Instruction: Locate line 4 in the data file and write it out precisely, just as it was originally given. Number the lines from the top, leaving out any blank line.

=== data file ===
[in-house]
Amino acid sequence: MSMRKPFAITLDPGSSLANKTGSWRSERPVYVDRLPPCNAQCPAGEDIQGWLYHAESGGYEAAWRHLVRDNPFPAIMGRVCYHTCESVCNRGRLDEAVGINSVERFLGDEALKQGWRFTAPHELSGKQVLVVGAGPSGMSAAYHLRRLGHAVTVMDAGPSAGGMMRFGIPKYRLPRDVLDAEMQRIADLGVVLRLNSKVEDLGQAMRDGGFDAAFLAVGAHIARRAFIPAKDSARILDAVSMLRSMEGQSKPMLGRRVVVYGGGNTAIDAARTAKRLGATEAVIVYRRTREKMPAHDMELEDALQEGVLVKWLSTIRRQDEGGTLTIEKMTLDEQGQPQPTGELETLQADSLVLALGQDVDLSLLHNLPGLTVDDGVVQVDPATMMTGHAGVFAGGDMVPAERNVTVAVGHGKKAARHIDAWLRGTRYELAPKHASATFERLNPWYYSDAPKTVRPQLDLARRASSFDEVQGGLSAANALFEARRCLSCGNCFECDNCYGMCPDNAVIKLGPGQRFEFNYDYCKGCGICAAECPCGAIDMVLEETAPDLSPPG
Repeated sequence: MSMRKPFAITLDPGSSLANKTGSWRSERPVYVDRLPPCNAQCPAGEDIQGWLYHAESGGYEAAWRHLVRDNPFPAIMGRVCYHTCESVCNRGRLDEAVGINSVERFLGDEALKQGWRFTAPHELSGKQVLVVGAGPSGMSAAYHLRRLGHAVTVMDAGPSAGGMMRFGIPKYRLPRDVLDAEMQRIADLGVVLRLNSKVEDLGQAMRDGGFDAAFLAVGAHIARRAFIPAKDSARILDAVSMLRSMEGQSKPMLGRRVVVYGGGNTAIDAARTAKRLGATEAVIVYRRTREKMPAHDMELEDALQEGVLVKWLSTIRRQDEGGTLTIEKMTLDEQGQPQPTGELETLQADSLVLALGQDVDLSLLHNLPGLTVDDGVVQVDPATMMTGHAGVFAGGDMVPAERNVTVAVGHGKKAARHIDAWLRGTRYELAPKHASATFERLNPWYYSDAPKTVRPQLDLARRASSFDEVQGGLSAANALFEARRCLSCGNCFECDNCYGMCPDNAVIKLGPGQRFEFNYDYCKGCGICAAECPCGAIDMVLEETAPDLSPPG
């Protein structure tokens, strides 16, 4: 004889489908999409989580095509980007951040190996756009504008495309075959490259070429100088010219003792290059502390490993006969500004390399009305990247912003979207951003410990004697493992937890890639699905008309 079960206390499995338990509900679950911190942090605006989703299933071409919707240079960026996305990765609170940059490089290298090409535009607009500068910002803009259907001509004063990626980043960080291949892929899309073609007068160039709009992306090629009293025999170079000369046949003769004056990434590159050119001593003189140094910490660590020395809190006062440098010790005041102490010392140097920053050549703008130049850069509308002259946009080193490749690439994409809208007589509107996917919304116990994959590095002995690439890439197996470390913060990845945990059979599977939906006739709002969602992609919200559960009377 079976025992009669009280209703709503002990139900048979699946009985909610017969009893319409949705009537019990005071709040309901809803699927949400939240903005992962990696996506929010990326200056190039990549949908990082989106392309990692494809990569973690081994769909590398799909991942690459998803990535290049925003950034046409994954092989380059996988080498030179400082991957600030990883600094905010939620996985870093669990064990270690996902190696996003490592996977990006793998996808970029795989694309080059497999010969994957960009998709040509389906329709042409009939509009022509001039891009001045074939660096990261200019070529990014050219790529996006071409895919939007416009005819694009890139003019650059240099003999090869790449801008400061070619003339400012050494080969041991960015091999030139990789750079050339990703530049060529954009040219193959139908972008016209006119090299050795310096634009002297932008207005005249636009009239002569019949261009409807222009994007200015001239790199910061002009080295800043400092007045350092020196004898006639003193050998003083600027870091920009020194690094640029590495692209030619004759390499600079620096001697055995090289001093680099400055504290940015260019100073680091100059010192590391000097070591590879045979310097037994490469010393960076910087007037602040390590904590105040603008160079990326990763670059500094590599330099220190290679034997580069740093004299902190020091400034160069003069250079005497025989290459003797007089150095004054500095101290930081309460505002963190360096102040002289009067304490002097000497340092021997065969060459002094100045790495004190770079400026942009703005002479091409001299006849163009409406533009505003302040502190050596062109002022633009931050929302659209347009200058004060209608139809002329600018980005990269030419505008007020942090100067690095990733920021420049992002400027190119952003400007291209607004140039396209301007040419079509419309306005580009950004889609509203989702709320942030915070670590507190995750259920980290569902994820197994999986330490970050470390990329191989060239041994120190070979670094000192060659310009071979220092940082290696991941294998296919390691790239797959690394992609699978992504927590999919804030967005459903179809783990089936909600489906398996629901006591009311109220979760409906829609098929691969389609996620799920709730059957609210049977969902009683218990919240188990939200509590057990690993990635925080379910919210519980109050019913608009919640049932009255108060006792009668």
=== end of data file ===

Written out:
């Protein structure tokens, strides 16, 4: 004889489908999409989580095509980007951040190996756009504008495309075959490259070429100088010219003792290059502390490993006969500004390399009305990247912003979207951003410990004697493992937890890639699905008309 079960206390499995338990509900679950911190942090605006989703299933071409919707240079960026996305990765609170940059490089290298090409535009607009500068910002803009259907001509004063990626980043960080291949892929899309073609007068160039709009992306090629009293025999170079000369046949003769004056990434590159050119001593003189140094910490660590020395809190006062440098010790005041102490010392140097920053050549703008130049850069509308002259946009080193490749690439994409809208007589509107996917919304116990994959590095002995690439890439197996470390913060990845945990059979599977939906006739709002969602992609919200559960009377 079976025992009669009280209703709503002990139900048979699946009985909610017969009893319409949705009537019990005071709040309901809803699927949400939240903005992962990696996506929010990326200056190039990549949908990082989106392309990692494809990569973690081994769909590398799909991942690459998803990535290049925003950034046409994954092989380059996988080498030179400082991957600030990883600094905010939620996985870093669990064990270690996902190696996003490592996977990006793998996808970029795989694309080059497999010969994957960009998709040509389906329709042409009939509009022509001039891009001045074939660096990261200019070529990014050219790529996006071409895919939007416009005819694009890139003019650059240099003999090869790449801008400061070619003339400012050494080969041991960015091999030139990789750079050339990703530049060529954009040219193959139908972008016209006119090299050795310096634009002297932008207005005249636009009239002569019949261009409807222009994007200015001239790199910061002009080295800043400092007045350092020196004898006639003193050998003083600027870091920009020194690094640029590495692209030619004759390499600079620096001697055995090289001093680099400055504290940015260019100073680091100059010192590391000097070591590879045979310097037994490469010393960076910087007037602040390590904590105040603008160079990326990763670059500094590599330099220190290679034997580069740093004299902190020091400034160069003069250079005497025989290459003797007089150095004054500095101290930081309460505002963190360096102040002289009067304490002097000497340092021997065969060459002094100045790495004190770079400026942009703005002479091409001299006849163009409406533009505003302040502190050596062109002022633009931050929302659209347009200058004060209608139809002329600018980005990269030419505008007020942090100067690095990733920021420049992002400027190119952003400007291209607004140039396209301007040419079509419309306005580009950004889609509203989702709320942030915070670590507190995750259920980290569902994820197994999986330490970050470390990329191989060239041994120190070979670094000192060659310009071979220092940082290696991941294998296919390691790239797959690394992609699978992504927590999919804030967005459903179809783990089936909600489906398996629901006591009311109220979760409906829609098929691969389609996620799920709730059957609210049977969902009683218990919240188990939200509590057990690993990635925080379910919210519980109050019913608009919640049932009255108060006792009668």